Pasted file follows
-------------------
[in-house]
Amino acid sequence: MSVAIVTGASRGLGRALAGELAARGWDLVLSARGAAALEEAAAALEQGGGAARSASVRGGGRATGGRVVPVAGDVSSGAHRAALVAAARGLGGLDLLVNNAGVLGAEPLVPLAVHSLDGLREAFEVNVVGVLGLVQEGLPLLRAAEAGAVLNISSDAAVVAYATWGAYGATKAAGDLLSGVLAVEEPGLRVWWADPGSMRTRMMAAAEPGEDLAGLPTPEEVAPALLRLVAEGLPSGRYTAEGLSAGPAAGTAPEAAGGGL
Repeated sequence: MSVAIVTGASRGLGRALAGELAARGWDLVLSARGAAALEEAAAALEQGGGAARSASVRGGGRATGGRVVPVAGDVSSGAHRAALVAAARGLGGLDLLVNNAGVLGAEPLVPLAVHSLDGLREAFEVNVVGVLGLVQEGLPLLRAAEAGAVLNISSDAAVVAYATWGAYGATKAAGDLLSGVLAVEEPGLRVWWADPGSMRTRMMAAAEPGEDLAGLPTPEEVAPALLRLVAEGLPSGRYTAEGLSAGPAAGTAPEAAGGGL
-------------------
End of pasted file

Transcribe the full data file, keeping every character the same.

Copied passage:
[in-house]
Amino acid sequence: MSVAIVTGASRGLGRALAGELAARGWDLVLSARGAAALEEAAAALEQGGGAARSASVRGGGRATGGRVVPVAGDVSSGAHRAALVAAARGLGGLDLLVNNAGVLGAEPLVPLAVHSLDGLREAFEVNVVGVLGLVQEGLPLLRAAEAGAVLNISSDAAVVAYATWGAYGATKAAGDLLSGVLAVEEPGLRVWWADPGSMRTRMMAAAEPGEDLAGLPTPEEVAPALLRLVAEGLPSGRYTAEGLSAGPAAGTAPEAAGGGL
Repeated sequence: MSVAIVTGASRGLGRALAGELAARGWDLVLSARGAAALEEAAAALEQGGGAARSASVRGGGRATGGRVVPVAGDVSSGAHRAALVAAARGLGGLDLLVNNAGVLGAEPLVPLAVHSLDGLREAFEVNVVGVLGLVQEGLPLLRAAEAGAVLNISSDAAVVAYATWGAYGATKAAGDLLSGVLAVEEPGLRVWWADPGSMRTRMMAAAEPGEDLAGLPTPEEVAPALLRLVAEGLPSGRYTAEGLSAGPAAGTAPEAAGGGL